Nikah = Muslim marriage ceremonyThe Islamic system of Muslim marriage sought to regularise relations between the sexes.Muslim definitions of marriage therefore emphasise 'the lawful entitlement of each of the parties thereto enjoy the other in a lawful manner'Fyzee says the nikah is a contract for the legalization of intercourse and the procreation of childrenPearl and Menski provide in their text that a muslim marriage is in essence a solemn civil contract between a man and a woman.Referring to a leading case, Fyzee stresses that marriage among Muhammadans is not a sacrament, but purely a civil contract.However religious elements as well as a mere matter of contractual arrangement

Formal requirements: -

The nikah is effected quite simply by the two essential elements of offer and acceptanceThe declarations which must be made, conceptually 'at the same meeting' are pronounced by the parties themselves, or by an attorney acting on their behalf, or by their guardians when they lack the capacity to contract themselves in marriage.First speech constitutes an offer and second, an acceptanceNasir emphasizes that mutual hearing and understanding of the offer and acceptance are essential to establish a marriage contract - muslim law has therefore made provisions for

contracting marriages in different languages and even in sign languages.Another essential element of a valid muslim marriage contact, except for shi'as is the presence of witnesses.Nasir mentions that this element of publicity with regards to witnesses makes the difference between lawful wedlock and fornication.The particulars of the requirement for witnesses depends on the school of thought, but the general rule is that there must be either two males or one male and two femalesCoulson: 'Those formalities for example religious and customary ceremonials are usually attendant upon a Muslim marriage, such as the performance of the ceremony in the presence of a religious official like the imam of the mosque, are matters of customary practice and in no sense legal essentials'However we can note that proof of such celebration of a muslim marriage may become part of the evidence required to demonstrate the existence of a particular marriage in law - this is important since there may be no written evidence of the simple contractual arrangements, which may have been entirely oral
??Although it may be entirely oral, because of complex and highly mobile societies today, to have definitive formal proof of the existence such as a contract is better
??For example, In Egyptian law, a device has been employed to remove the ability of the courts to decide over matrimonial disputes, inheritance problems and the like, in cases where a marriage has not been registered.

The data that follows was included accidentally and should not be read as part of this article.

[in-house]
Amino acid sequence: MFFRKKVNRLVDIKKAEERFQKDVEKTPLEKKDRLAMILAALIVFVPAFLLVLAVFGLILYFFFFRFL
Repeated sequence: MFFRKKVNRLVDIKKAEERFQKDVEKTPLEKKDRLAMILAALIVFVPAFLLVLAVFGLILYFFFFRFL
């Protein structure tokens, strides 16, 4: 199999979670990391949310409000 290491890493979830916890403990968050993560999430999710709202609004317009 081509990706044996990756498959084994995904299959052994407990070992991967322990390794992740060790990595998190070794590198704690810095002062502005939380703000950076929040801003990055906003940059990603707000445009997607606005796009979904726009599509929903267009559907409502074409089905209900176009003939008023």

Capacity: When considering questions relating to the capacity of persons to contract a valid Muslim marriage, we find three issues:

1. The age of the spouses

2. The question of consent, i.e. whether a minor spouse can contract himself or herself into marriage or whether a guardian of some kind is required

3. The so called option of puberty - important issue

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The general rule is that both parties to the marriage must possess legal capacity - emphasizing that under modern state laws legal capacity for marriage need not be the same as full legal capacity or the age of majorityThe reason for the difference between legal capacity for marriage and full legal capacity is that classical Islamic law provides that every Muslim of sound mind who has reached puberty has thereby attained majority; Muslim law is therefore, not in principle opposed to what modern jurists call 'child marriage'.In Hanafi law, the general rule is that a person can contract a marriage as soon as he or she was attained the age of puberty.Emphasising that celibacy is not considered a virtue in Islam, Doi relates that the prophet orders Muslims to get married as soon as they can.A key argument for early marriages is, the avoidance of any form of extra-marital relations, which would fall under the prohibitions of zina.In Muslim law, the presumption is that puberty is reached at 15 years old, but evidence can be produced to show that it has been reached earlier than this; Fyzee tells us that minimum ages would appear to be 12 years old in the case of males and nine years old in the case of females.Nasir addresses the custom of pre arranging marriages while the parties concerned are still very young - he emphasizes that such practices are not in accordance with the shari'a and often conflict with the laws of modern states, so this may even become a crime.

* Nasir references emotionally charged issues in relation to marriage when the parties are young. Emphasises that it isn't in accordance with shariah and conflicts with the laws of modern states too so it could even be a crime. Evident from cases in Britain where child marriage has given rise to legal intervention.

* He argues that guardianship, even with the right of compulsion, isn't intended to coerce any party into acceptance of another in wedlock but to guard their best interests. Even that authority isn't absolute, it is subject to appeal before the judge who hold the welfare of the person in question as of paramount importance.